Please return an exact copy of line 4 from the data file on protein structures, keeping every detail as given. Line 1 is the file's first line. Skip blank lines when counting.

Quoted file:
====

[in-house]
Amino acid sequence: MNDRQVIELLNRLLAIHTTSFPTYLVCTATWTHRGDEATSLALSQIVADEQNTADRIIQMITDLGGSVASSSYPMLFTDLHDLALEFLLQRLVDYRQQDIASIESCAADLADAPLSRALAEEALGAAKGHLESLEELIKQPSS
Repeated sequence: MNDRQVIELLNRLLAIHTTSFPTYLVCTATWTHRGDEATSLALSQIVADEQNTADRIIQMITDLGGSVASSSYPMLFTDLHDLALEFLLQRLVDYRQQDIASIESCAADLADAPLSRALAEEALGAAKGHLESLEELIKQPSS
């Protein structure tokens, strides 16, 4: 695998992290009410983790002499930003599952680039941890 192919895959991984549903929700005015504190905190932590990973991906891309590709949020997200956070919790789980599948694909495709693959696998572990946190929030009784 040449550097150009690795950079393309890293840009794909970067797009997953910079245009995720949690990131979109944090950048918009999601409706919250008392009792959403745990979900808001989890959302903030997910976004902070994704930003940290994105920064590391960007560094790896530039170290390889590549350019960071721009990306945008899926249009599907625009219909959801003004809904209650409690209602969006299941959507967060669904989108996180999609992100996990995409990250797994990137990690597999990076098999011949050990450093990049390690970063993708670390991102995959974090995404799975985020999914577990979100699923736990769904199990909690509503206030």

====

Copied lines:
């Protein structure tokens, strides 16, 4: 695998992290009410983790002499930003599952680039941890 192919895959991984549903929700005015504190905190932590990973991906891309590709949020997200956070919790789980599948694909495709693959696998572990946190929030009784 040449550097150009690795950079393309890293840009794909970067797009997953910079245009995720949690990131979109944090950048918009999601409706919250008392009792959403745990979900808001989890959302903030997910976004902070994704930003940290994105920064590391960007560094790896530039170290390889590549350019960071721009990306945008899926249009599907625009219909959801003004809904209650409690209602969006299941959507967060669904989108996180999609992100996990995409990250797994990137990690597999990076098999011949050990450093990049390690970063993708670390991102995959974090995404799975985020999914577990979100699923736990769904199990909690509503206030």